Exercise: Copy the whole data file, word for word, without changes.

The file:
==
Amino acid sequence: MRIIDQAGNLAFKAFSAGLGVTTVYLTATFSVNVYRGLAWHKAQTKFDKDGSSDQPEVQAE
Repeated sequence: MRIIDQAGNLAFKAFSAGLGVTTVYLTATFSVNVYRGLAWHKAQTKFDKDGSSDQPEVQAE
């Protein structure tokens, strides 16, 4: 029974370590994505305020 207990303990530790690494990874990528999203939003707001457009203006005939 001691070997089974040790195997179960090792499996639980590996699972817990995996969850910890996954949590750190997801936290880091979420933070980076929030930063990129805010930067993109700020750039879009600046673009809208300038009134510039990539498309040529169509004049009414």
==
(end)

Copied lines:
Amino acid sequence: MRIIDQAGNLAFKAFSAGLGVTTVYLTATFSVNVYRGLAWHKAQTKFDKDGSSDQPEVQAE
Repeated sequence: MRIIDQAGNLAFKAFSAGLGVTTVYLTATFSVNVYRGLAWHKAQTKFDKDGSSDQPEVQAE
């Protein structure tokens, strides 16, 4: 029974370590994505305020 207990303990530790690494990874990528999203939003707001457009203006005939 001691070997089974040790195997179960090792499996639980590996699972817990995996969850910890996954949590750190997801936290880091979420933070980076929030930063990129805010930067993109700020750039879009600046673009809208300038009134510039990539498309040529169509004049009414």